fossicking in a field of my own


FSC Dale Fort, Pembrokeshire 15-17313

innovations in marine education - classroom (pward 2013) classroom, dale fort (pward 2013)

I was recently invited to take part in a 3-day workshop organized by the Field Studies Council at one of their fantastic field centres at Dale Fort in Pembrokeshire, South Wales to explore the possibilities and potential of teaching about the sea and seashore. The event, funded by the British Ecological Society and the Field Studies Council, brought together teachers from a variety of institutions, conservation groups, environmental bodies and even an environmental artist(!?), to provide an opportunity to share ideas and skills, make contacts and to promote new thinking about ways to engage and inform learners with the seashore and the contemporary issues surrounding it! Activities ranged from PowerPoint presentations, rocky shore ecology lessons, Seashore School activities, plankton sampling and identification with microscopes, to an exhilarating rib (boat) ride around the bay and of course plenty of time to chat and play with the ideas. For myself, it was really refreshing to be amongst such a wealth of knowledge and experience about the natural world and exciting ways of engaging with it, and also excellent to be able to provide a more creative and open space within the sometimes heady and more empirical methodologies present, to maybe bring out the art lying just under the surface of science. Hopefully the open-mindedness of the organizers to include artists in such a conference is a growing trend…

innovations in marine education - rib ride (pward 2013)  rib ride and plankton sampling, dale fort (pward 2013)plankton image using mobile phone camera and microscope image of plankton using mobile phone camera through microscope 

innovations in marine education - art workshop (pward 2013)   environmental art workshop, castle beach (pward 2103)

My own involvement was an impromptu presentation looking at how art may support and inform environmental education and a participatory workshop on the final afternoon. The workshop involved a silent walk for half a mile from the field centre to castle beach; a silent breathing/listening/grounding circle on the beach; group foot circle drawing on the beach to create a working space; sharing a single word or object that sums up individual connection to the seashore environment; 20 minute silent, individual and mindful collection of objects from the beach focusing on why, how and any imaginative responses to process; placing collections in circular space; sharing of individual experience and reflection upon process; affirmation of new insights; washing hands in sea to close. I think it is important to note the workshop was developed over the course of the weekend as a response to the event as a whole, trying to create activities that would fit best. It was thankfully very well received and seen as a valuable element of the weekend generally producing some surprising and interesting results and insights for those who participated, in particular the necessity to give ourselves time to simply be in the natural environment, without the pressure of work or specific outcomes, and to revisit those activities that may have inspired us in the first place. Personally it was empowering to allow ideas for the workshop to evolve during the weekend and to then have the confidence to lead. Many thanks to all who took part.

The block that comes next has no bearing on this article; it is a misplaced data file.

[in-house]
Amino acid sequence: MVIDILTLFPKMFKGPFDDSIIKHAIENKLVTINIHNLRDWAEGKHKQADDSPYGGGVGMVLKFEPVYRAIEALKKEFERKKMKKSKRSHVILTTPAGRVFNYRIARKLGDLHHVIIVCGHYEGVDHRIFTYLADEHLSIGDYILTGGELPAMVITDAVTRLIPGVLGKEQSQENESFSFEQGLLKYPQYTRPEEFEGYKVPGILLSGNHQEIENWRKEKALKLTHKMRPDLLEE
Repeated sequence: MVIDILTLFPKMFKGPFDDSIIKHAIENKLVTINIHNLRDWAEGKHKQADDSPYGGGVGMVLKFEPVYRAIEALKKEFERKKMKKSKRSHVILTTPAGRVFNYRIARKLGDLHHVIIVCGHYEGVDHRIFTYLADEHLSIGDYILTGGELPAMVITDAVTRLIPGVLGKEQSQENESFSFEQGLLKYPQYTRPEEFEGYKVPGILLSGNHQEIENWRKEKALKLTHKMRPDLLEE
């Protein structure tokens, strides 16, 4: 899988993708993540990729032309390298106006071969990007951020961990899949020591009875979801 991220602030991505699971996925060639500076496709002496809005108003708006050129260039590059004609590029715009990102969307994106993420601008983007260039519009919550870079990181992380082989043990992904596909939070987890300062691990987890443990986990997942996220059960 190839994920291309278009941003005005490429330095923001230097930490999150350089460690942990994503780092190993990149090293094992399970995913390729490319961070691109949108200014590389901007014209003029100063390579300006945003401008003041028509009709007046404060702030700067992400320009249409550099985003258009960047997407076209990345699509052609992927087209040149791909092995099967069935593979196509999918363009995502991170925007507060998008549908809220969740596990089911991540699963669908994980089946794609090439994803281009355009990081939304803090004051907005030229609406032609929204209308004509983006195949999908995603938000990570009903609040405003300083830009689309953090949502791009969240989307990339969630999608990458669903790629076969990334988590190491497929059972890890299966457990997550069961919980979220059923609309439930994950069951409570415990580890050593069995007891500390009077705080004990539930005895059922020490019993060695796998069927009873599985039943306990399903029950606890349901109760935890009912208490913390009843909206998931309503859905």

innovations in marine education - networking (pward 2013)  networking, dale fort bar (pward 2013)

organizations represented

Further accounts of the weekend workshop may be found at…

P Ward 2013


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